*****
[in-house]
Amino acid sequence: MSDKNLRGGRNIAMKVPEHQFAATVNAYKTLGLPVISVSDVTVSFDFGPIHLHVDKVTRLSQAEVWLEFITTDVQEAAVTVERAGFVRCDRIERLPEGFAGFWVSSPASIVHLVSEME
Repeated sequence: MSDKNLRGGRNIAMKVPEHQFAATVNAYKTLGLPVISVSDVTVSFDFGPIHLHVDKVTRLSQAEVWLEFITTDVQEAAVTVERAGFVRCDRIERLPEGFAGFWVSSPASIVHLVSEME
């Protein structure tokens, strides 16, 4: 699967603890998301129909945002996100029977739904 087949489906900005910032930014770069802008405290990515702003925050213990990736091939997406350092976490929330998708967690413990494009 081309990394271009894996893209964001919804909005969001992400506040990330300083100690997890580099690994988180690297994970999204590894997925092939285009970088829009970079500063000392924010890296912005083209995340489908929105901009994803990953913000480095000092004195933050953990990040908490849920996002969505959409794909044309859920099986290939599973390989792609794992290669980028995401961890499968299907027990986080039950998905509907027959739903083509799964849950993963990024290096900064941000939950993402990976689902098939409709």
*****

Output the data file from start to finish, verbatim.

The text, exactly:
[in-house]
Amino acid sequence: MSDKNLRGGRNIAMKVPEHQFAATVNAYKTLGLPVISVSDVTVSFDFGPIHLHVDKVTRLSQAEVWLEFITTDVQEAAVTVERAGFVRCDRIERLPEGFAGFWVSSPASIVHLVSEME
Repeated sequence: MSDKNLRGGRNIAMKVPEHQFAATVNAYKTLGLPVISVSDVTVSFDFGPIHLHVDKVTRLSQAEVWLEFITTDVQEAAVTVERAGFVRCDRIERLPEGFAGFWVSSPASIVHLVSEME
């Protein structure tokens, strides 16, 4: 699967603890998301129909945002996100029977739904 087949489906900005910032930014770069802008405290990515702003925050213990990736091939997406350092976490929330998708967690413990494009 081309990394271009894996893209964001919804909005969001992400506040990330300083100690997890580099690994988180690297994970999204590894997925092939285009970088829009970079500063000392924010890296912005083209995340489908929105901009994803990953913000480095000092004195933050953990990040908490849920996002969505959409794909044309859920099986290939599973390989792609794992290669980028995401961890499968299907027990986080039950998905509907027959739903083509799964849950993963990024290096900064941000939950993402990976689902098939409709």